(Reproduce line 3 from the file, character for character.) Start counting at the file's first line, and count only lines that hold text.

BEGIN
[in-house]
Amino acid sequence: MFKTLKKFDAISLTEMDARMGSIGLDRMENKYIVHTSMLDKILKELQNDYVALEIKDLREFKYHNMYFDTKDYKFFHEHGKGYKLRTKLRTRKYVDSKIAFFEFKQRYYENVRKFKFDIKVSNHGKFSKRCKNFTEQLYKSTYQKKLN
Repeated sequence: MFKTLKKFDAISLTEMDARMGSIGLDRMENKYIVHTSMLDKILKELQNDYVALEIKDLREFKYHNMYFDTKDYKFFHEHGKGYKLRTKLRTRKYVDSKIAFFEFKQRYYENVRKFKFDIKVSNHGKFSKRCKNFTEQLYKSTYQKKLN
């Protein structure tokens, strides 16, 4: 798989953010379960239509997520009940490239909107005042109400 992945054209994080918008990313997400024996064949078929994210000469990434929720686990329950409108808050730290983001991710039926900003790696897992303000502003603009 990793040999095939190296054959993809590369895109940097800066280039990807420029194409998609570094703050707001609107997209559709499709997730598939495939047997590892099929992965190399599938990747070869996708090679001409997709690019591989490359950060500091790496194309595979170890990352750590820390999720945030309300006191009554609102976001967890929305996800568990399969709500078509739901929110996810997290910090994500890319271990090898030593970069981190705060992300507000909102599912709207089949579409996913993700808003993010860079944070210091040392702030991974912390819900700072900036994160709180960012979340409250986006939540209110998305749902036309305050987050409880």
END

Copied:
Repeated sequence: MFKTLKKFDAISLTEMDARMGSIGLDRMENKYIVHTSMLDKILKELQNDYVALEIKDLREFKYHNMYFDTKDYKFFHEHGKGYKLRTKLRTRKYVDSKIAFFEFKQRYYENVRKFKFDIKVSNHGKFSKRCKNFTEQLYKSTYQKKLN